Let all who see these incentives therefore be earnest in their efforts to make them known to other consecrated saints, that they too may be likewise inspired to make their calling and election sure.
Cheshire Co., N.H.
DEAR BRO. RUSSELL:—My wife has been receiving THE WATCH TOWER for several years past, and I have occasionally read an article in them without awakening any particular interest in my mind until about two months ago. Then my attention was especially called to them, and since that time I have read them eagerly and with very great delight.
I have read, also, “Food for Thinking Christians,” “Tabernacle,” etc., and find as a result quite a revolution wrought in my life and religious emotions.
I was in the Methodist ministry seven years previous to the last four years, and should probably be there now but for the different and changing views of my wife, as she has been a nominal (though not a real) Baptist till within a few years past, and now neither of us find a resting place in either of these or any of the other churches. We find ourselves in sympathy with the most of your writings, though I am unable, as yet, to measure fully up to some views you put forth. Nevertheless, the doctrines you hold wherein I cannot go with you do not concern particularly your main teachings, as I understand them.
My mind is in lively exercise just now as to what my work in the Master’s vineyard shall be, and how it shall be done. That this “Plan of God” for the restoration of the race should be placed before those that are prepared to receive it, as also before the probably much larger company that would accept it if properly explained, I am fully convinced. But it is not so clear in my mind in what way this can be done with the best promise of success. “He that winneth souls is wise;” and this same wisdom is required in sowing the seed. Scarcely elsewhere than in the churches are there any prepared for such meat as this, and even there but few; and how even may they be best approached is a question.
I am inclined to start out to teach or in some way to proclaim this doctrine. My wife has been pondering this matter for several years, and is fully persuaded that it is the genuine teaching of Scripture. So she is ready to go out; but I am not so taught as to be confident of a qualification for the task.
In my ministry I professed and preached sanctification, but a little over two months ago I experienced an outpouring of the Spirit far surpassing anything I had previously known.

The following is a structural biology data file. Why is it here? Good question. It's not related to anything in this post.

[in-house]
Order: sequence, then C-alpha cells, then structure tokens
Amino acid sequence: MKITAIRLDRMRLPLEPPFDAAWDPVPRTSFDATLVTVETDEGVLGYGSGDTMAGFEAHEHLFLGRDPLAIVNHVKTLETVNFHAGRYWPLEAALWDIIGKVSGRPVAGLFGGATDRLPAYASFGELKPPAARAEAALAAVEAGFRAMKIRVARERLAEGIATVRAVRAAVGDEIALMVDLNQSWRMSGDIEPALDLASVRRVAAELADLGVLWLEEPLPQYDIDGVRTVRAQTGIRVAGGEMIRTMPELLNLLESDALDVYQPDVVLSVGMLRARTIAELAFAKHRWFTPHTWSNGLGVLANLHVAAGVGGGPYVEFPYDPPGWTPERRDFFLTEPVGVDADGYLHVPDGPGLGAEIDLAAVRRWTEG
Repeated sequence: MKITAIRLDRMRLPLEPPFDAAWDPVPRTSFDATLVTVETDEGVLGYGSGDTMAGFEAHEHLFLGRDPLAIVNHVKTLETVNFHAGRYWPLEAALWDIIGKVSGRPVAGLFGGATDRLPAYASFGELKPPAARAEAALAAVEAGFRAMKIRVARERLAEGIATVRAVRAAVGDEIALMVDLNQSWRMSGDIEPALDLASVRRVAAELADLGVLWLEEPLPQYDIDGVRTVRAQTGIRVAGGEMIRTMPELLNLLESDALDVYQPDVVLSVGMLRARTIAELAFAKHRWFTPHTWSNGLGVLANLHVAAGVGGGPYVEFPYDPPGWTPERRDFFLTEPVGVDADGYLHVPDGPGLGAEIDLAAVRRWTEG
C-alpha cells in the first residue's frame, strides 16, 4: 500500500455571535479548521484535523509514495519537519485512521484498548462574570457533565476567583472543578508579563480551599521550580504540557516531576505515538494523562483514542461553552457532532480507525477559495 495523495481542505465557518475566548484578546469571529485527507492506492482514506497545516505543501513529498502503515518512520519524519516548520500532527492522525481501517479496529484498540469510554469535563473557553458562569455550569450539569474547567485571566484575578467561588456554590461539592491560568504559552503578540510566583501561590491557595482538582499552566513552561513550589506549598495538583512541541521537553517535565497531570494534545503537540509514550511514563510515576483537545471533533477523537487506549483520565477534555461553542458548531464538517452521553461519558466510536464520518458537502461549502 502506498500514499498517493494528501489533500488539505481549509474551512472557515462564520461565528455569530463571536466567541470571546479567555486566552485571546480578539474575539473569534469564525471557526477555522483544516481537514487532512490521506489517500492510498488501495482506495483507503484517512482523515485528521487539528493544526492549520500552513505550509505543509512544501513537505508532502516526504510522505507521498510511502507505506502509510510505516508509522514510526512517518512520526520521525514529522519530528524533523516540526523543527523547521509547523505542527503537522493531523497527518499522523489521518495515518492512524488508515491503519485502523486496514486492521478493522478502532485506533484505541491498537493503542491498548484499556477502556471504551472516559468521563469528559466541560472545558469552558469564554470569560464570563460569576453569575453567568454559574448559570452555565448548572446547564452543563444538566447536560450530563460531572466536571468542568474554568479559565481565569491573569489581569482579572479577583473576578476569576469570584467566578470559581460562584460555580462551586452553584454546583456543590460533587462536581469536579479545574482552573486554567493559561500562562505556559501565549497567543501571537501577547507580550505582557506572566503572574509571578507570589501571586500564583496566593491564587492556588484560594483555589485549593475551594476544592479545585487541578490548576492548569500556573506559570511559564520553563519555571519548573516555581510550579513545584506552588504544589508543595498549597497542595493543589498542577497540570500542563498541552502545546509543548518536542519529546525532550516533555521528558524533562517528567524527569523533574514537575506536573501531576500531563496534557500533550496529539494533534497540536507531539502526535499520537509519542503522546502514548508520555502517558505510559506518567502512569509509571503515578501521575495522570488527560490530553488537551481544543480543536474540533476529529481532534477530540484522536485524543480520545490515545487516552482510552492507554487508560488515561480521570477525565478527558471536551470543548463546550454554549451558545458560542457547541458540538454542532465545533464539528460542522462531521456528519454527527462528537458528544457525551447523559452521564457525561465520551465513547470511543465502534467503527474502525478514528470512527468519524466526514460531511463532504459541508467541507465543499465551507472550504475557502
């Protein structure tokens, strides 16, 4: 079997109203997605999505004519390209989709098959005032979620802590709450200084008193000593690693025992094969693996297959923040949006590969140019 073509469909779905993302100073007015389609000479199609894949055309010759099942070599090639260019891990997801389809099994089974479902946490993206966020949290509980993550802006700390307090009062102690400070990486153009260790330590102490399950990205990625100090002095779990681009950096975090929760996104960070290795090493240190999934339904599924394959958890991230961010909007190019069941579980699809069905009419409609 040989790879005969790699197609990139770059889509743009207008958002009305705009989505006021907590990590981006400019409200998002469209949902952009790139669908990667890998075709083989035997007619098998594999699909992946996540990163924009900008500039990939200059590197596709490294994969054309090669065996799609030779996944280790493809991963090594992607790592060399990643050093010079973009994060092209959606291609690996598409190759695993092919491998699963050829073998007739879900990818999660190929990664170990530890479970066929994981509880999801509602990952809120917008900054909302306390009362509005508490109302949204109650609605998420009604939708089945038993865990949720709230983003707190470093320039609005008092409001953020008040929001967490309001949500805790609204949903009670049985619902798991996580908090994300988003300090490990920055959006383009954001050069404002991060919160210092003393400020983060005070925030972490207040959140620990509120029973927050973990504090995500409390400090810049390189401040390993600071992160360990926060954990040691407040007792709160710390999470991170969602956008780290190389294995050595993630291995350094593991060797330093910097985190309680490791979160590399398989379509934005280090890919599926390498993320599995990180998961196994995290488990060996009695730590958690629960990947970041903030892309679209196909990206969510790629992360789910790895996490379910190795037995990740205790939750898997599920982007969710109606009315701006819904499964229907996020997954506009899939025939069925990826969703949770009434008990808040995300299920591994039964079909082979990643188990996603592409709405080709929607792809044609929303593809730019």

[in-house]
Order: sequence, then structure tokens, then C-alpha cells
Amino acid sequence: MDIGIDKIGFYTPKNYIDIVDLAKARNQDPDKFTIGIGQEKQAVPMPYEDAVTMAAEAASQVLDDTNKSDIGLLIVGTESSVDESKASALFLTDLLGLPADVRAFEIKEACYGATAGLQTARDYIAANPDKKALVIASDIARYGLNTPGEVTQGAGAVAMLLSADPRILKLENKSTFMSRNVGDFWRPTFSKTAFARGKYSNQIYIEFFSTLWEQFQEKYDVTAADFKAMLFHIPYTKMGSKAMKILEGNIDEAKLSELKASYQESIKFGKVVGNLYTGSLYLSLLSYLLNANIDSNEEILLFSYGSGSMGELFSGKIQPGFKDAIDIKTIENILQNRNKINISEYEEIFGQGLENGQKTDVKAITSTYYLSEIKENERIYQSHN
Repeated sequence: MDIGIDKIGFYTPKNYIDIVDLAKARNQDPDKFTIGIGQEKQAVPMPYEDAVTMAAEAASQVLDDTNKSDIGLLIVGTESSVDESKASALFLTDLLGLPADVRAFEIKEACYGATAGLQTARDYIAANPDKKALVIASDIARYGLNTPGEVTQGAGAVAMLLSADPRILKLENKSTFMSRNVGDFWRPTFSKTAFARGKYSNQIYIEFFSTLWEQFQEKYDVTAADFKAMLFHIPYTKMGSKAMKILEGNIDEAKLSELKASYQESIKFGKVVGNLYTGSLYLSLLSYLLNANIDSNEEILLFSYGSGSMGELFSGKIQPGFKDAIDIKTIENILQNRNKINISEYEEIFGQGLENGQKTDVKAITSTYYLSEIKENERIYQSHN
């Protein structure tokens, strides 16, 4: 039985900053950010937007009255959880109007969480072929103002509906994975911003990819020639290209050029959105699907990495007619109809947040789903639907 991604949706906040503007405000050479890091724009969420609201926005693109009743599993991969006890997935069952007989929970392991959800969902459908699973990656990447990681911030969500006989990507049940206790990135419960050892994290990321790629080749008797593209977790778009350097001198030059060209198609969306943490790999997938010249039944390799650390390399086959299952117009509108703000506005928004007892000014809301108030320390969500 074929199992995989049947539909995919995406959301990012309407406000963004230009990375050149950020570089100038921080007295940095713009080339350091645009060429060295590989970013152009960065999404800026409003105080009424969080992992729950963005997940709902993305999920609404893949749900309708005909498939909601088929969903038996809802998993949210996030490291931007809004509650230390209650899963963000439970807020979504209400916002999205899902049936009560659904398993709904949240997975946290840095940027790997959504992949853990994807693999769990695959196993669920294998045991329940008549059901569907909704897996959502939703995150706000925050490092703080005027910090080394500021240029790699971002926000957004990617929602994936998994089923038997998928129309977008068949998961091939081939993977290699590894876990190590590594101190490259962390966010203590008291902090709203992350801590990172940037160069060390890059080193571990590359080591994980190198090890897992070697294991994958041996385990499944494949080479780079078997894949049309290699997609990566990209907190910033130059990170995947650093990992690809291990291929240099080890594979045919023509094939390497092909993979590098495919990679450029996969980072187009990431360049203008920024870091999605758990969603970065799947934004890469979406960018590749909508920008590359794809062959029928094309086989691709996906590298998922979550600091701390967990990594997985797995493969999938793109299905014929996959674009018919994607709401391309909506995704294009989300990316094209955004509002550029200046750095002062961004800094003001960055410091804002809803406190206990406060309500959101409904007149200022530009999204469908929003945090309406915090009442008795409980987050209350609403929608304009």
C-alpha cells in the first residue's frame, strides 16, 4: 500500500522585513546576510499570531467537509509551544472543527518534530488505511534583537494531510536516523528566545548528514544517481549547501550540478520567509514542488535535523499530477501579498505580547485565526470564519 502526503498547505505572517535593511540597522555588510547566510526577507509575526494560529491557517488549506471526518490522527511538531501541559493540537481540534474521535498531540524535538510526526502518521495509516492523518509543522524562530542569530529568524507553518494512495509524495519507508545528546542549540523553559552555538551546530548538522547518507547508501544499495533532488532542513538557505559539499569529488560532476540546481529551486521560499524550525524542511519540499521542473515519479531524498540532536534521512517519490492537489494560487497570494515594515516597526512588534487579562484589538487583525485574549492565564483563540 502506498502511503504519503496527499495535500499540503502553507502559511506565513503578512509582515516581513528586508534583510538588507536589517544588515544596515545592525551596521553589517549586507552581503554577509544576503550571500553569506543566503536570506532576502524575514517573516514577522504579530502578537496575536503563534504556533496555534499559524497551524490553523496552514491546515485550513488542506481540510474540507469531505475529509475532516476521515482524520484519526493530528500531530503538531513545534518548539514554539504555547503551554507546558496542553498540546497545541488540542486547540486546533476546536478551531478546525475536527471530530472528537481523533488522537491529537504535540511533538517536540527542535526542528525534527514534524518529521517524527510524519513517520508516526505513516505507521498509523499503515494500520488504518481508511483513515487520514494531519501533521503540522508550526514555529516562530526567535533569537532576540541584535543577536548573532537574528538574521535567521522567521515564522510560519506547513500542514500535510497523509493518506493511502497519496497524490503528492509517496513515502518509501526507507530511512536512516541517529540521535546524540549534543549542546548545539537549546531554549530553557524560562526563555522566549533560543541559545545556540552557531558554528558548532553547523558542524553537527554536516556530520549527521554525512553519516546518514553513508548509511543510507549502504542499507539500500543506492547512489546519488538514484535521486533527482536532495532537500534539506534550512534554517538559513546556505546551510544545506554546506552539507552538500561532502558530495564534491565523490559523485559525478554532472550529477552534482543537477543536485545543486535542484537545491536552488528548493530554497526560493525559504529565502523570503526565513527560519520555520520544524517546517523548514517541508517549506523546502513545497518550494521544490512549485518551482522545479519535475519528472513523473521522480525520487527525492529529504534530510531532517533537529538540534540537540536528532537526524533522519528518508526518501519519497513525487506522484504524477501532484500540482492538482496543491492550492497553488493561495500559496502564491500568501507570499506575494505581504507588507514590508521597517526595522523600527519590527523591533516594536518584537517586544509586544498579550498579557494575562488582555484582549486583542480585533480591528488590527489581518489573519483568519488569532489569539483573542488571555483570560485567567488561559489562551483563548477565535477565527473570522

Then my wife, calling attention to the great consolation she had received from your writings, I began to see the harmony existing between your teachings and the Bible, and forthwith the wondrous wisdom and love of God became astonishingly grand and glorious beyond any former conception. “O that men would praise the Lord for his goodness, and for his wonderful works to the children of men.” Your brother in Christ, __________.
[We pray that the Lord may abundantly bless you and use you as a channel of blessing to others. We kindly refer you to some hints on preparation in our August issue.—ED.]
New York, Oct. 27, ’84.
C. T. RUSSELL:—Dear Brother:—You have been giving me considerable of your thought and time lately, and I appreciate this. Your last letter is very strong but perfectly clear to me, and accepted, as I know it is according to the spirit of scripture teaching.
Rejoice! I have entered into a new consecration. I have been drawing nearer to this for nearly four years, and had given up time that according to human foresight belonged to my business, and on which my future prosperity very much depends. I have long realized that nothing in the world is of much value to me and have truly realized all worldly employment or position or name as unworthy to be compared with the joy to be revealed to us through our Lord.
I am deeply impressed. I am a thinking man and from past experience (in my advancement toward full consecration) know the trials and sorrows that will encompass me, and no one with whom I am connected or personally acquainted to give sympathy—My family opposed. But these things do not hinder me. I have been led to look only unto the Lord God Almighty for guidance and sympathy and from thence it is unfailing.
I have given up my business—that is, I am where I am, it seems to me, by the will of the Lord, and I see no possibility of change that I could advantageously make at present, and I am convinced that when a change is to be made the Lord will give me a conviction of mind and opportunity to that effect. I have given up my family—that is they, as well as everything, stand second to the will of God and to his love.
As far as I know and can judge of my own heart or purpose or choice I believe that I truly desire to give my whole time and daily life to the Master—wholly for his service.
The impression on my mind is that he will give me a greater knowledge of his truth and then open a way for me to use it yet more fully. I really count my life as nothing if I may win Christ. My question or thought is not how to avoid trouble or pain, but “what is thy will O! God?”
I am yet lacking in many things, but the Lord will make me better and better acquainted with his truth and his will. It takes all my faith to keep me, but there is no wavering. I press forward.
Yours in fellowship and service, __________.
— December, 1884 —